“Happy” (Happy), elephant from the Bronx Zoo (NYC), was the unprecedented center of attention in court yesterday, when five state appellate judges debated whether she should be recognized as a person and be released to move to Tennessee, far away. from the cold winter.
For years, animal rights activists have been suing the zoo, claiming that the 49-year-old “Happy” elephant is actually very miserable.
Steven Wise, president of the Nonhuman Rights Project, asked the Appellate Division at the New York State Supreme Court to grant releasing “Happy” to a sanctuary in Tennessee as the colder months of the year approach.
However, the judges were skeptical about giving “personality” to the Asian elephant. “I am not so sure that we are equipped to handle these kinds of issues,” the judge noted. Jeffrey Oing.
Wise argued that if “Happy” was granted the freedom through habeas corpus, automatically this mammal it would become a legal entity.
The group compared their life at the Bronx Zoo to the “Solitary confinement”. She has lived alone there for 14 years and will be relocated to a windowless “elephant barn” until May 2021, according to United Press International.
In suing in 2018, Wise argued that elephants her age need to walk more than 20 miles a day and interact with others. Those services are not provided by the zoo, he said, thus denying his “Customary right to bodily liberty.”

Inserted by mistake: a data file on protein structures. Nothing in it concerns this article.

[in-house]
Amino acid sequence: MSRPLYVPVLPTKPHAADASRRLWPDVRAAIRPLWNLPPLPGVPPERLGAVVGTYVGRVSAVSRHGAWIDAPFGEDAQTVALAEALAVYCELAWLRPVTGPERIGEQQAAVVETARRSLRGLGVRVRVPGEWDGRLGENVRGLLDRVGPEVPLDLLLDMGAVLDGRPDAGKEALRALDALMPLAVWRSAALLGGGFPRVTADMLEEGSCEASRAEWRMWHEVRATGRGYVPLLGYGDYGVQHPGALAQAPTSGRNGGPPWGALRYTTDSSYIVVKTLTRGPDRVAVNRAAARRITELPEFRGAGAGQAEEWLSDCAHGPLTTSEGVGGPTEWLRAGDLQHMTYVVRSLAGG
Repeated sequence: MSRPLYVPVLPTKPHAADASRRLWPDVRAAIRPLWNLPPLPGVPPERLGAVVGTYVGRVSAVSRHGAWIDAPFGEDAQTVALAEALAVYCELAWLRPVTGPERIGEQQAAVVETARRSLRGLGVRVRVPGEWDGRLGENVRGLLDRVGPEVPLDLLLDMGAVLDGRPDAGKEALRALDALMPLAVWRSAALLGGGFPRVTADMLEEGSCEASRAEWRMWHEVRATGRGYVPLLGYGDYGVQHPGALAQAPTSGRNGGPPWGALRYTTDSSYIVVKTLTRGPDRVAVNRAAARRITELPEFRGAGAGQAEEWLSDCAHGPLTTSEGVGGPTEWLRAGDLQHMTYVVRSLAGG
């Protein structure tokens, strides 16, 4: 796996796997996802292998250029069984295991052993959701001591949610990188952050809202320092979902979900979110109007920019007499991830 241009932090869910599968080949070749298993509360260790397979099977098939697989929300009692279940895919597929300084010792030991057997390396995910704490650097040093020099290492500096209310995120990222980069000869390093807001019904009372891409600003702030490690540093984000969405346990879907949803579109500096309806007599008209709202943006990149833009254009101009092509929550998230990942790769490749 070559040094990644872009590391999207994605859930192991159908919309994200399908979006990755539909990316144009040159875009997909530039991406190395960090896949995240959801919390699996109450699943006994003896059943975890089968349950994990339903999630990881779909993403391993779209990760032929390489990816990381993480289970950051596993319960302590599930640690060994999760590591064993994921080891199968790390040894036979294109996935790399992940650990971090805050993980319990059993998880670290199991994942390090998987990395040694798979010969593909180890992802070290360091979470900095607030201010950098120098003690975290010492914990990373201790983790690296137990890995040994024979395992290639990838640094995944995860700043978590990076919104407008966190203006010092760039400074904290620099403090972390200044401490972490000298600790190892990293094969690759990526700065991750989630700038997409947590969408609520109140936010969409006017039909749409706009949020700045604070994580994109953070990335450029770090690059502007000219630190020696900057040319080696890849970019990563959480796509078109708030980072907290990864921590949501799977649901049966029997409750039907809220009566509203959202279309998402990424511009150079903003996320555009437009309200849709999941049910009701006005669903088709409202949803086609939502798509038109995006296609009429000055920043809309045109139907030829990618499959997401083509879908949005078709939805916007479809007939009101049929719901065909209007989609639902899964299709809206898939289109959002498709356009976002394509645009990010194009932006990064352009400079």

“Happy” was captured “as a baby, probably from Thailand, in the early 1970s, along with six other calves, possibly from the same herd, ”according to The New York Times.
It was brought to the US and moved to various locations before arriving at the Bronx Zoo in 1977 with a companion elephant named “Grumpy”, who was euthanized in 2002 after being attacked there by two other pachyderms, sums up the original lawsuit.
The zoo separated “Happy” and brought in another elephant named “Sammie” to provide company. In 2006, “Sammie” was also euthanized, after kidney failure.
That same year, the zoo closed its captive elephant exhibit and “Happy” now “spends most of his time indoors in a detention facility with cages,” according to the lawsuit.
In May 2018, the NY Court of Appeals ruled in a 5-0 vote that chimpanzees are not legal persons, in a similar lawsuit also filed by the Nonhuman Rights Project. However, the justices said lawmakers should work to solve problems like these.
– Nonhuman Rights (@NonhumanRights) November 19, 2020
A video message from NhRP Staff Attorney Elizabeth Stein with the latest in our fight to #FreeHappy from the Bronx Zoo to a sanctuary. Thank you to all who watched the arguments with us!
Recap: Oral Arguments in Happy’s Elephant Rights Case (11/19/20) https://t.co/JurztrYtbZ
– Nonhuman Rights (@NonhumanRights) November 20, 2020